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|Name:||Male Erectile Dysfunction Equipment Shock Wave||Feature 1:||What Is Shockwave Used For|
|Feature 2:||Extracorporeal||Feature 3:||Shock Wave Therapy In India|
|Feature 4:||Shockwave Contraindications||Feature 5:||Shockwave Portable|
|Feature 6:||Does Shock Therapy Hurt||Certificate:||CE|
shockwave therapy device,
shockwave physiotherapy machine
New Arrival Phisiotherapy Apparatus Shockwave Therapy Machine For Pain Reduction
Physical Therapy Equipment Free Radial Shockwave With Electromagnetic
Extracorporeal shockwaves (ESW) are pressure waves generated acoustically. Shockwaves are different from other acoustic waves because they are at a lower frequency. There are many examples of these sonic pulse waves in real life. A good example is the sound of thunder following the flash of lightning. A more day to day version of a shockwave are those created by clapping. One of the most dramatic examples of shockwaves and their effects is an aeroplane breaking the sound barrier which generates an audible bang and can lead to the breakage of glass even in distant areas.
Tennis Elbow Treatment by Shockwave
Lateral epicondylitis, often referred to as tennis elbow, is a condition in which the outer part of the elbow becomes painful. This can be due to acute or chronic inflammation of the tendons that join the forearm extensor muscles on the outside of the elbow to the bone at the lateral epicondyle. Runge (1873) is usually credited for the first description of the condition but the term 'tennis elbow' first appeared in an 1883 paper by Major called Lawn-tennis elbow.
Success rates for extracorporeal shockwave therapy (ESWT) range from 68% to 91% (Furia, 2005, Ko, Chen & Chen, 2001, Ozturan et al., 2010, Radwan et al., 2008, Rompe et al., 2004, Rompe et al., 1997, Spacca, Necozione & Cacchio, 2005).
Plantar Fasciitis Treatment by Shockwave
Plantar fasciitis (also known as plantar fasciopathy or jogger's heel) is a common painful disorder affecting the heel and underside of the foot. It can progress to bony heel spur if the problem is longstanding and at the origin of the fascia. The plantar fascia is a thick fibrous band of connective tissue that originates from the medial tubercle and anterior aspect of the calcaneus (shown below). The fascia extends along the sole of the foot before inserting at the base of the toes, and supports the arch of the foot.
Plantar fasciitis got part of it's name, 'itis', as it was believed to be an inflammatory condition. However, studies have observed microscopic anatomical changes indicating that plantar fasciitis is actually due to a non-inflammatory structural breakdown of the plantar fascia rather than an inflammatory process (Tahririan et al., 2014 and Yin et al., 2014). Due to this shift in thought about the underlying mechanisms in plantar fasciitis, many in the academic community have stated the condition should be renamed plantar fasciosis. The breakdown of the plantar fascia is still believed to be the result of repetitive microtrauma (Monto, 2013 and Orchard, 2012). Microscopic examination of the plantar fascia often shows myxomatous degeneration, connective tissue calcium deposits and disorganized collagen fibers (Lareaur et al., 2014)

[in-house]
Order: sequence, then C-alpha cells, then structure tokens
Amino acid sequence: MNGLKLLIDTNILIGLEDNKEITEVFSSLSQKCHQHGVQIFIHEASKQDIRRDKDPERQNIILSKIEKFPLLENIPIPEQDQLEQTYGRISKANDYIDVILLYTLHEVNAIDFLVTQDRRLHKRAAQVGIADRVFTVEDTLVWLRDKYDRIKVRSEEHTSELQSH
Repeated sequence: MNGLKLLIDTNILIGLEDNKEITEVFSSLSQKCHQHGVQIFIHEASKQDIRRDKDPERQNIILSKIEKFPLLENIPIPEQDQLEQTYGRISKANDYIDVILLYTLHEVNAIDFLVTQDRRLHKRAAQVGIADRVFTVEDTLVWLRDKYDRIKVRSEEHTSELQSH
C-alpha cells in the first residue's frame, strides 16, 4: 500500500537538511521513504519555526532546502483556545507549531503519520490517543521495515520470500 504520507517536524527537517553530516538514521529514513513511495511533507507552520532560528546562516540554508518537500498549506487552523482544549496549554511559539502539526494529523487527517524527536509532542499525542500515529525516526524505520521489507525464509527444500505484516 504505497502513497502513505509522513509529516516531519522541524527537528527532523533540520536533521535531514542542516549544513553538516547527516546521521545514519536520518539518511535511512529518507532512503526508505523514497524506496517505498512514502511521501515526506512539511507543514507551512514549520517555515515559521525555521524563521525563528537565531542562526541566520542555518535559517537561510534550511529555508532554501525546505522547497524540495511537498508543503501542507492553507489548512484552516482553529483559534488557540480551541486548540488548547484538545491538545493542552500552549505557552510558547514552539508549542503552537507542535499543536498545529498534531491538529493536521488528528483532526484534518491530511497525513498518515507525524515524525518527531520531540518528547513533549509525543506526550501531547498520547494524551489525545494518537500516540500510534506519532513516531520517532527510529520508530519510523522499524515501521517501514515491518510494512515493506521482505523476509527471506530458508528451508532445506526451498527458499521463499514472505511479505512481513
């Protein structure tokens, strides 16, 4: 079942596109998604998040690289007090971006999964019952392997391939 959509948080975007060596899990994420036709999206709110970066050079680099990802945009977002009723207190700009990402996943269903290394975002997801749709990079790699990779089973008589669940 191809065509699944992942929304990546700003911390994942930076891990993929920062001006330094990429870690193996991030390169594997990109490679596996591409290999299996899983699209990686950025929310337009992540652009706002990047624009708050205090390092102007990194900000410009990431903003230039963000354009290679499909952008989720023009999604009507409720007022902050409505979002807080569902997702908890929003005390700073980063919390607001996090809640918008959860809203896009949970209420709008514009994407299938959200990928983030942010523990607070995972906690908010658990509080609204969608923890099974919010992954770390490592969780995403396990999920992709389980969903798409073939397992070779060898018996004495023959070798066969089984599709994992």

Standing and walking mechanically incorrectly (known as the Windlass mechanism) are thought to place excess strain on the calcaneal tuberosity leading to the problem (Yin et al., 2014). Other studies have also suggested that plantar fasciitis is not actually due to inflammed plantar fascia, but may be a tendon injury involving the flexor digitorum brevis muscle located immediately deep to the plantar fascia (Orchard 2012).
Shockwave therapy for plantar fasciitis has been extensively studied with a reported success rate from 34% to 88% (Buch et al, 2002, Chen, Chen & Huang, 2001, Chuckpaiwong, Berkson & Theodore, 2009, Gerdesmeyer et al, 2008, Gollwitzer et al, 2007, Hammer et al, 2003, Hyer, Vancourt & Block, 2005, Ibrahim et al, 2010, Kudo et al, 2006, Metzner, Dohnalek & Aigner, 2010, Norris, Eickmeier & Werber, 2005, Ogden et al, 2004, Rajkumar & Schmitgen, 2002, Rompe et al, 2003, Rompe, Schoellner & Nafe, 2002, Wabg et al, 2000, Wang, Chen & Huang, 2002, Wang et al, 2006, Weil et al, 2002).
Technology: electromagnetic shockwave
Tips:7 different size tips + 3pcs silicone tips for erectile dysfunction=10 pcs tips
Bullets:2 million shocks
Therapeutic penetration depth :0-39mm
Energy output :5-185mj
Power levels/energy: erectile dysfunction :5-30mj (one time add 1mj)
Treat joints pains : 30- 185mj (one time add 10mj)
|Payment: we accept T/T(telegraphic transfer),western union,moneygram,paypal.|
|Shipping: ship by express (door to door) (dhl.tnt.ups.fedex.ems,aramex).
ship by air express to airport.
ship by sea.
|Delivery time: normally 1-3 days after payment received.|
|Warranty: host machine for 1 year, free handpiece for 3 months, lifetime maintains.|
|Machine operation: user manual, operation video or online instruction will be offered for clients.|
|oem/odm service: available.|
Why choose us?
1. experience--8 years beauty equipment manufacturing experience.
2. factory--1600 square meters,8 production lines,more than 100 working staff.
3. service--1 year warranty and 24-hour online after-sale service.
4. marketing--distribution channels cover 137 countries.
5. certificate--iso9001.CE europe,technical patent ,safety test report.
6. oem/odm--strong oem & odm capability available.
Any inquiry, please feel free to contact us:
Contact Person: Lynn